John Foster and Alessandra Manes co-authored the below article detailing the summary judgment process in domestic violence cases:
Introduction. Under §741.30(1)(a), Florida Statutes, a person who is either a victim of domestic violence or who has reasonable cause to believe that he or she is in imminent danger of becoming a victim of any act of domestic violence, may file a sworn petition for an injunction for protection against domestic violence. For many domestic violence cases, particularly those in which an ex parte temporary injunction is issued, the final hearing may occur within 15 days. See §741.30(5)(c), Florida Statutes. The relevant rule for summary judgment requires that the movant must serve his or her motion for summary judgment at least 20 days before the time fixed for the hearing on said motion and must also serve at that time any summary judgment evidence on which the movant relies that has not already been filed with the court. Fla. Fam. Law R. 12.510(c). Thus, the summary judgment process is not available for many domestic violence cases due to the time constraints of such cases; however, for some domestic violence cases in which extensions or continuances are granted, there may be sufficient time to file and serve a motion for summary judgment. For these cases the question becomes, “Is the summary judgment procedure appropriate in domestic violence cases?”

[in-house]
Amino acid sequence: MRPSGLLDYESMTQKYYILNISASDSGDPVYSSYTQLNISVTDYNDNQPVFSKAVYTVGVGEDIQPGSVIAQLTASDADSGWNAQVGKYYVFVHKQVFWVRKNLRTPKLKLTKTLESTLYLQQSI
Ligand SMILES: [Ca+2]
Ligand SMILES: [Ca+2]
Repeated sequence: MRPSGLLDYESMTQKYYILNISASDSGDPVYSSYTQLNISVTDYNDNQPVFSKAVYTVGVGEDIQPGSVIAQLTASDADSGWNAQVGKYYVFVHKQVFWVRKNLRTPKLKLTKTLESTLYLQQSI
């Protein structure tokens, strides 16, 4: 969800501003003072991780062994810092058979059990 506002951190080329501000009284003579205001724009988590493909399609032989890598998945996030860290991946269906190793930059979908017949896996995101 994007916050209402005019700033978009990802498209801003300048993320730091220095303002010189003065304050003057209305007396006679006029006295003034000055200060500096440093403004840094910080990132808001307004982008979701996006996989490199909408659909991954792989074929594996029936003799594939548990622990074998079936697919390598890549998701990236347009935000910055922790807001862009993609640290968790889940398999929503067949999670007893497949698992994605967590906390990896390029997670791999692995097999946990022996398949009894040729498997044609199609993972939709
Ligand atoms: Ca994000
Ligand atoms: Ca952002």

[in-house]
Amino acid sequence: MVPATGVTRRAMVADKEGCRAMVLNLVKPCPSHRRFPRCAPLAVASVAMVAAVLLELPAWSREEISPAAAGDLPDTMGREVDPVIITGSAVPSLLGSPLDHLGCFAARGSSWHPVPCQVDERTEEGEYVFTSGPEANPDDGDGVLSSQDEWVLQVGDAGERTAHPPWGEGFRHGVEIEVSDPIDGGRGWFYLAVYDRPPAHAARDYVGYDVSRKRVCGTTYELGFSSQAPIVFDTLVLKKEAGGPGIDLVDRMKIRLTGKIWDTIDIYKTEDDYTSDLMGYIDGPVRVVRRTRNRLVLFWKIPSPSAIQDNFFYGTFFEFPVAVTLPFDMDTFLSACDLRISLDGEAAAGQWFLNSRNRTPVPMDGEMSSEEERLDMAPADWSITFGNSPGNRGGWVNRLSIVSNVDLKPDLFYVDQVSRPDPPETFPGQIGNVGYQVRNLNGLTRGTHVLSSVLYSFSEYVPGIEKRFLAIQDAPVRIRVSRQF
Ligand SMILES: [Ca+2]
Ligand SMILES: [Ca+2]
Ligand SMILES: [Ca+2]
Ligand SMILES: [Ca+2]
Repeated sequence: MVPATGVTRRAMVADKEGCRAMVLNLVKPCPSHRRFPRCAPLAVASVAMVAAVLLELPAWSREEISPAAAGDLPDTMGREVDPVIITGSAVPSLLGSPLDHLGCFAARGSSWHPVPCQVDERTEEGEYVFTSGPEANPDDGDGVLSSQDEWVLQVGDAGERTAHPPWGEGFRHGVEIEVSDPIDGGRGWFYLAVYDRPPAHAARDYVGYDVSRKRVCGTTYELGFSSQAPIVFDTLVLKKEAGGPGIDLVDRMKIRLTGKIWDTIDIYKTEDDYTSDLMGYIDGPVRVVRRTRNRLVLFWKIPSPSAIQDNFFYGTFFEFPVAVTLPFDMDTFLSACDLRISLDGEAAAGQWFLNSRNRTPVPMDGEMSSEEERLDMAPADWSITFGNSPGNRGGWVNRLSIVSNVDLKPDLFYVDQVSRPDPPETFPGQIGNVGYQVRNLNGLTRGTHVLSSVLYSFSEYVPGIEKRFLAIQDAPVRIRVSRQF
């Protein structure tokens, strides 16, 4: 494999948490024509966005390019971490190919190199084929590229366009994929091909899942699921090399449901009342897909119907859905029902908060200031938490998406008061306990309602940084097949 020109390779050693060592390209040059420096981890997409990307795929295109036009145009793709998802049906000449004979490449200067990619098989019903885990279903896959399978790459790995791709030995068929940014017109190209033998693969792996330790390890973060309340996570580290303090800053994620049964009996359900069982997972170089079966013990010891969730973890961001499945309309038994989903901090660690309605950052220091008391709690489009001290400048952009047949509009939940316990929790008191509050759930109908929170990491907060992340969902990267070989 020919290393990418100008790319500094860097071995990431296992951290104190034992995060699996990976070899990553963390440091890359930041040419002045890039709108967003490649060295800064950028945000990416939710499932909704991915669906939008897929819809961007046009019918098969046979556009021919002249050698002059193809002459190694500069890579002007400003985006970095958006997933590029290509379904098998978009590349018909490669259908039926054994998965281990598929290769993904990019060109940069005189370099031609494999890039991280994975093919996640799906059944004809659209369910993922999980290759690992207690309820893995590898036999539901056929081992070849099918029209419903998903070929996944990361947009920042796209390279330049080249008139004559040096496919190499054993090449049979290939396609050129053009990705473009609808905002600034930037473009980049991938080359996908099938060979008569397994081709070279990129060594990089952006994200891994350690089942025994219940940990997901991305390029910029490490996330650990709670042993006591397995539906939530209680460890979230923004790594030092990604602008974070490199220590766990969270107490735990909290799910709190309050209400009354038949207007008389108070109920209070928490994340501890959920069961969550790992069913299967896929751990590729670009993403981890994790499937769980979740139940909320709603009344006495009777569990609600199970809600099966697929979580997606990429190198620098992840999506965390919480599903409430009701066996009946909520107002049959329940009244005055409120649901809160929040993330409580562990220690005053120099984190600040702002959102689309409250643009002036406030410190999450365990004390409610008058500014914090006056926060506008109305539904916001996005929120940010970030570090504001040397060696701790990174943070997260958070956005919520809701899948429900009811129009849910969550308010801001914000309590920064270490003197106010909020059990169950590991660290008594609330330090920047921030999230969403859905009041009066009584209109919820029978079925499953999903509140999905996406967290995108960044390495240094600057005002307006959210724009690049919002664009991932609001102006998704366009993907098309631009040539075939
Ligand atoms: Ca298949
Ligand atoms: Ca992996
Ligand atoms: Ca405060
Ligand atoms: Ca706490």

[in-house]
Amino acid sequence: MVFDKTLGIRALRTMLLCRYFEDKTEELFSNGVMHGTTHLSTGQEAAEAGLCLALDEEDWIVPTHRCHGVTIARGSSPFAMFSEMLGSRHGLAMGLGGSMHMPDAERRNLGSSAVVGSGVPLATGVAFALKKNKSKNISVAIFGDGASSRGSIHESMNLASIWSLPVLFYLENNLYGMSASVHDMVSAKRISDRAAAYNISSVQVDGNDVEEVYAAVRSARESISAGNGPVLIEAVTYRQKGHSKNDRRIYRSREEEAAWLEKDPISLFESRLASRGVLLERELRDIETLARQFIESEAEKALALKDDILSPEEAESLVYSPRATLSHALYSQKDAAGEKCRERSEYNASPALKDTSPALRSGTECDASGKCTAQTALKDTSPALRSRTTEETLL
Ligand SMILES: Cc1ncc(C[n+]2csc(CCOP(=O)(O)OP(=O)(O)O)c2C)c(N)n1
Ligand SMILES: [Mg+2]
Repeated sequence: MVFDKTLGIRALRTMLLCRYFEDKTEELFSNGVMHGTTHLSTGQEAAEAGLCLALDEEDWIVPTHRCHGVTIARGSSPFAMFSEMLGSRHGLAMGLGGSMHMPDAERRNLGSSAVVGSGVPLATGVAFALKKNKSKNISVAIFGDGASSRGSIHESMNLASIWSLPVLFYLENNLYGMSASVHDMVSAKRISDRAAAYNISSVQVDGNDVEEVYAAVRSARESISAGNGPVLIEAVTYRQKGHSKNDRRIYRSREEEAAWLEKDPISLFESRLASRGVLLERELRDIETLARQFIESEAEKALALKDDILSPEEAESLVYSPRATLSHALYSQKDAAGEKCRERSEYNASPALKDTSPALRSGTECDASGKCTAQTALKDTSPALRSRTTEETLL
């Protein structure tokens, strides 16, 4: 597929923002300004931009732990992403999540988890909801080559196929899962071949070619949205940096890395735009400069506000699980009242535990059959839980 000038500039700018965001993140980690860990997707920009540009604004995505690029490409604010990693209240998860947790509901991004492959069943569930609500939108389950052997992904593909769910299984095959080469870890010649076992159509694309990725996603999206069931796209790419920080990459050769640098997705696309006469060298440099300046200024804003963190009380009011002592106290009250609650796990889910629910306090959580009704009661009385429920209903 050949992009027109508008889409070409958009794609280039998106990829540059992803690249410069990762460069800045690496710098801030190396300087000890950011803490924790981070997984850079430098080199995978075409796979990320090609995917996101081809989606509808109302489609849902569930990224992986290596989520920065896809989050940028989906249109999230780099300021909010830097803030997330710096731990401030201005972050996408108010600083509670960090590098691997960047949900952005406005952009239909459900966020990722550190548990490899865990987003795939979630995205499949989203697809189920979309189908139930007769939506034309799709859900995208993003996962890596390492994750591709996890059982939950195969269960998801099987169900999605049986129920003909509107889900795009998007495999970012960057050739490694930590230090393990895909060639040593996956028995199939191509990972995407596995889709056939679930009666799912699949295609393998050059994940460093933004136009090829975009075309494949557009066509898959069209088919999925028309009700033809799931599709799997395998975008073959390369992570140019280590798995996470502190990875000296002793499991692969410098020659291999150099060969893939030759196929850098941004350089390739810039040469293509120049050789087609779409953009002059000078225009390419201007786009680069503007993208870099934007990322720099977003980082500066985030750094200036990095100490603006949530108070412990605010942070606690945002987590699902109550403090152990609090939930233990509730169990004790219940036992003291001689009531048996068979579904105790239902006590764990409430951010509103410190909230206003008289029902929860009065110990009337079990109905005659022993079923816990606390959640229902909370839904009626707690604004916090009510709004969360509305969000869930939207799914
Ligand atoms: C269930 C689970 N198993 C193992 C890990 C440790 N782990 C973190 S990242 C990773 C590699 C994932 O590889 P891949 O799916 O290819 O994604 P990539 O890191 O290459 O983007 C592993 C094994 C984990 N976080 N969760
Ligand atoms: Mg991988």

Discussion. The Florida Family Law Rules of Procedure expressly apply to all actions concerning family law matters, including injunctions for protection against domestic violence. Fla. Fam. Law R. P. 12.010(a)(1). Rule 12.510 specifically governs summary judgment proceedings in family law matters. Fla. Fam. Law R. 12.510. Rule 12.510(c) states, in pertinent part: “The judgment sought shall be rendered immediately if the pleadings and summary judgment evidence on file show that there is no genuine issue as to any material fact and that the moving party is entitled to a judgment as a matter of law.” Fla. Fam. Law R.12.510(c). Thus, under the relevant rules, it would appear that, for domestic violence cases in which extensions or continuances are allowed and a motion and summary judgment evidence are timely filed and served, the summary judgment procedure is an appropriate method for resolving the case.